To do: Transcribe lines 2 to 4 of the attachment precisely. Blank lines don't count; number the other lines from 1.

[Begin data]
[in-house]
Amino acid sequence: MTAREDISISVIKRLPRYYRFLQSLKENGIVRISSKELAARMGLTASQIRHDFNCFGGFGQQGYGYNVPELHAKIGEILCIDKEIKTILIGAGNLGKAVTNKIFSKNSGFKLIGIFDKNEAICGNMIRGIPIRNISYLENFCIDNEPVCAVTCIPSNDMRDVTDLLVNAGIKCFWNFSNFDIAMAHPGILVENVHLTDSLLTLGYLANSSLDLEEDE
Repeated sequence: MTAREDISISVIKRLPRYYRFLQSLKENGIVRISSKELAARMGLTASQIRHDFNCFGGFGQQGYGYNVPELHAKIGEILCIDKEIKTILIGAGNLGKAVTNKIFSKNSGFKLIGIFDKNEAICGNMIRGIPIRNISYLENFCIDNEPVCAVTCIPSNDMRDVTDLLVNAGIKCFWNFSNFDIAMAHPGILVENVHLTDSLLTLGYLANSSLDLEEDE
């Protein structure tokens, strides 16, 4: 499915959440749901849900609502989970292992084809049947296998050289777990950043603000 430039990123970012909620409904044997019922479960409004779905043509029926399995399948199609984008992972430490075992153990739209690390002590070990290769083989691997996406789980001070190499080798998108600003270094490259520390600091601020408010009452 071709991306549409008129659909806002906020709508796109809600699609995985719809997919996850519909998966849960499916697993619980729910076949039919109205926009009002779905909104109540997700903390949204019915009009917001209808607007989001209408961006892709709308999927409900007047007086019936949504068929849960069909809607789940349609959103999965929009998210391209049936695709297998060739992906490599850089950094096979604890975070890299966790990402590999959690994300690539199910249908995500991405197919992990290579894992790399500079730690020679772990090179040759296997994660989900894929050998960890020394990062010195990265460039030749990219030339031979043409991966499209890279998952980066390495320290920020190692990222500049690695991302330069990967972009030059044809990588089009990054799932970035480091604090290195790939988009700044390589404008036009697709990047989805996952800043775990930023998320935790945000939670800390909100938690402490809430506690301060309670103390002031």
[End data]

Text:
Amino acid sequence: MTAREDISISVIKRLPRYYRFLQSLKENGIVRISSKELAARMGLTASQIRHDFNCFGGFGQQGYGYNVPELHAKIGEILCIDKEIKTILIGAGNLGKAVTNKIFSKNSGFKLIGIFDKNEAICGNMIRGIPIRNISYLENFCIDNEPVCAVTCIPSNDMRDVTDLLVNAGIKCFWNFSNFDIAMAHPGILVENVHLTDSLLTLGYLANSSLDLEEDE
Repeated sequence: MTAREDISISVIKRLPRYYRFLQSLKENGIVRISSKELAARMGLTASQIRHDFNCFGGFGQQGYGYNVPELHAKIGEILCIDKEIKTILIGAGNLGKAVTNKIFSKNSGFKLIGIFDKNEAICGNMIRGIPIRNISYLENFCIDNEPVCAVTCIPSNDMRDVTDLLVNAGIKCFWNFSNFDIAMAHPGILVENVHLTDSLLTLGYLANSSLDLEEDE
């Protein structure tokens, strides 16, 4: 499915959440749901849900609502989970292992084809049947296998050289777990950043603000 430039990123970012909620409904044997019922479960409004779905043509029926399995399948199609984008992972430490075992153990739209690390002590070990290769083989691997996406789980001070190499080798998108600003270094490259520390600091601020408010009452 071709991306549409008129659909806002906020709508796109809600699609995985719809997919996850519909998966849960499916697993619980729910076949039919109205926009009002779905909104109540997700903390949204019915009009917001209808607007989001209408961006892709709308999927409900007047007086019936949504068929849960069909809607789940349609959103999965929009998210391209049936695709297998060739992906490599850089950094096979604890975070890299966790990402590999959690994300690539199910249908995500991405197919992990290579894992790399500079730690020679772990090179040759296997994660989900894929050998960890020394990062010195990265460039030749990219030339031979043409991966499209890279998952980066390495320290920020190692990222500049690695991302330069990967972009030059044809990588089009990054799932970035480091604090290195790939988009700044390589404008036009697709990047989805996952800043775990930023998320935790945000939670800390909100938690402490809430506690301060309670103390002031």